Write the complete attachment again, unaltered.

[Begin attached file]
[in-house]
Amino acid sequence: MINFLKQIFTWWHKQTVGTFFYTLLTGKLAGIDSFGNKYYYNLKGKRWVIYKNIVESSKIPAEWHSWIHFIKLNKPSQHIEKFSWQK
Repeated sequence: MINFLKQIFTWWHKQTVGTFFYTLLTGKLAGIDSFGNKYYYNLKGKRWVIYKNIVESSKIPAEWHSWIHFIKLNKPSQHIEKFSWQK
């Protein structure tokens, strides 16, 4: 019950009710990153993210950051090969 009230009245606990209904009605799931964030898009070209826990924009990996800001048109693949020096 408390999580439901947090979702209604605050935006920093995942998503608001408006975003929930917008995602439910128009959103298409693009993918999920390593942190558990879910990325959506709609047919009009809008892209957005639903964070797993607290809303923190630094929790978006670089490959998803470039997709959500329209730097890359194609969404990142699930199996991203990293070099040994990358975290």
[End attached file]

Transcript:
[in-house]
Amino acid sequence: MINFLKQIFTWWHKQTVGTFFYTLLTGKLAGIDSFGNKYYYNLKGKRWVIYKNIVESSKIPAEWHSWIHFIKLNKPSQHIEKFSWQK
Repeated sequence: MINFLKQIFTWWHKQTVGTFFYTLLTGKLAGIDSFGNKYYYNLKGKRWVIYKNIVESSKIPAEWHSWIHFIKLNKPSQHIEKFSWQK
């Protein structure tokens, strides 16, 4: 019950009710990153993210950051090969 009230009245606990209904009605799931964030898009070209826990924009990996800001048109693949020096 408390999580439901947090979702209604605050935006920093995942998503608001408006975003929930917008995602439910128009959103298409693009993918999920390593942190558990879910990325959506709609047919009009809008892209957005639903964070797993607290809303923190630094929790978006670089490959998803470039997709959500329209730097890359194609969404990142699930199996991203990293070099040994990358975290």